Biodeterioration of Cultural Heritage
Dynamic Interfaces between Fungi, Fungal Pigments and Paper
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Fungi-induced stains on paper are one of the most challenging forms of biodeterioration to study and to prevent; this is because they involve living organisms, and the ways in which fungi respond to changes in the environment and modifications of paper are unpredictable. Yet, there is a great desire among those who encounter fungi on documents, manuscripts, or artwork to remove fungi and clean the paper. This experience in most cases is particularly challenging. What are the reasons behind this challenge? This ground-breaking book attempts to answer this question, among others, by exploring the complex interfacial forces between paper, fungi, and their pigmented secretions which result in bio-stains on paper. Black fungi, collectively referred to as Dematiaceous fungi, were used in this study as a subset of pigment-producing fungi species. The focus is on two, under-studied aspects of the fungi infestation of paper, an interface of fungal pigments and paper, and the impact of light on the production of fungi bio-stains. The results of analytical testing included in this book elucidate the synergistic interactions between the environment, biological clocks of the microorganisms, and secretion of fungal pigments to paper. The black fungal pigment formation is explored in-depth in two scenarios: one that is ‘natural’, when the bio-stains of original artworks have occurred over time by chance, and another, induced by Aspergillus niger, in bio-simulation on known papers in a controlled environment. The findings are intended to provide guidance for preservation strategies, mitigating the biodeterioration of paper, and designing conservation treatment when applicable. The surface of artworks and artifacts is of great aesthetic and artistic importance; conversely, it plays a significant role in governing fungal attachments. In this book, the paper surface is characterized in detail and in correlation with chemical and physical alterations caused by fungal pigmentation. A broad range of analytical instruments was used for surface characterization, such as surface metrology profilometers, a confocal laser scanning microscope, and environmental scanning electron microscope; chemical microanalysis was carried out using X-ray energy dispersive spectroscopy. The novel, three-dimensional characterization of pigmented fungal inclusions and their interaction with paper matrix was studied with micro-X-ray-computed micro-tomography on the synchrotron ESRF. The proposed book is the first to explore the complexity of fungal–paper interactions with the intention to assist professionals working with cultural materials, especially paper-based materials, to make informed decisions when dealing with the fungi infestation of paper.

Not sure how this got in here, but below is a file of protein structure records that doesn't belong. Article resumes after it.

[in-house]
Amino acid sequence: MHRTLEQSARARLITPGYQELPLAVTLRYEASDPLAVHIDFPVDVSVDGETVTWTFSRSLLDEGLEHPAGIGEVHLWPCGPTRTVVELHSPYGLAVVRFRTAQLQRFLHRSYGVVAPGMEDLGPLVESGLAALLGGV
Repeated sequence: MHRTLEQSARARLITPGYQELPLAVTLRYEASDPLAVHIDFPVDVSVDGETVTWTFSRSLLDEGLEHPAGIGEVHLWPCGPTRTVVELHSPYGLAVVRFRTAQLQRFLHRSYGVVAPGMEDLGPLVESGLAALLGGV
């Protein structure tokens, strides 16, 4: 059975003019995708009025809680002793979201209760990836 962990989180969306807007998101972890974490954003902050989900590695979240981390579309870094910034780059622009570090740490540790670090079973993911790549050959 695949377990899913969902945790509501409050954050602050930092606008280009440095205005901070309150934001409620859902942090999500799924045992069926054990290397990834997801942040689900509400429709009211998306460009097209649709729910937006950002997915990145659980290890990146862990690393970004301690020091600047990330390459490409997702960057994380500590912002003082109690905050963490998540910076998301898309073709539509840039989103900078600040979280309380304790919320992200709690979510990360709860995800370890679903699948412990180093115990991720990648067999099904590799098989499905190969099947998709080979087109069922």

Dematiaceous fungi; fungal pigments; X-ray-CT microtomography; fungi-paper interfaces
Samuel H. Kress Foundation, NY
This monograph has been reviewed by two (or more) external single-blind reviewers. The opinions expressed in the book do not reflect the view of the publisher.